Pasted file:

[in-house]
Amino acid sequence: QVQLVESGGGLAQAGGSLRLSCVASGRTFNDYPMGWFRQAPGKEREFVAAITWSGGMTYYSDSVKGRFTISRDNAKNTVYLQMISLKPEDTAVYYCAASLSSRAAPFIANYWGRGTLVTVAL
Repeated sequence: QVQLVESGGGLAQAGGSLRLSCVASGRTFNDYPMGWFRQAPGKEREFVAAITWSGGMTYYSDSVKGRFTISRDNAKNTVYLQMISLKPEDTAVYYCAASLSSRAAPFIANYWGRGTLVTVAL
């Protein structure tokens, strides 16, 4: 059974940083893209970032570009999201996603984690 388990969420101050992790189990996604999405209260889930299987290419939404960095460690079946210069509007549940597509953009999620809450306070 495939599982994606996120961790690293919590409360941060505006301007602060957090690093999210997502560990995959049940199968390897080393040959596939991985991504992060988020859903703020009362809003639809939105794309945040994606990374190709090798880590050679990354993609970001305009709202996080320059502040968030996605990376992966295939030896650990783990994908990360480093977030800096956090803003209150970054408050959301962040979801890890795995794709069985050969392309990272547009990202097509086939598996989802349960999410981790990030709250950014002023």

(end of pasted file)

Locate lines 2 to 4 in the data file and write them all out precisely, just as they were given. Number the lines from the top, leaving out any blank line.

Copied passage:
Amino acid sequence: QVQLVESGGGLAQAGGSLRLSCVASGRTFNDYPMGWFRQAPGKEREFVAAITWSGGMTYYSDSVKGRFTISRDNAKNTVYLQMISLKPEDTAVYYCAASLSSRAAPFIANYWGRGTLVTVAL
Repeated sequence: QVQLVESGGGLAQAGGSLRLSCVASGRTFNDYPMGWFRQAPGKEREFVAAITWSGGMTYYSDSVKGRFTISRDNAKNTVYLQMISLKPEDTAVYYCAASLSSRAAPFIANYWGRGTLVTVAL
């Protein structure tokens, strides 16, 4: 059974940083893209970032570009999201996603984690 388990969420101050992790189990996604999405209260889930299987290419939404960095460690079946210069509007549940597509953009999620809450306070 495939599982994606996120961790690293919590409360941060505006301007602060957090690093999210997502560990995959049940199968390897080393040959596939991985991504992060988020859903703020009362809003639809939105794309945040994606990374190709090798880590050679990354993609970001305009709202996080320059502040968030996605990376992966295939030896650990783990994908990360480093977030800096956090803003209150970054408050959301962040979801890890795995794709069985050969392309990272547009990202097509086939598996989802349960999410981790990030709250950014002023």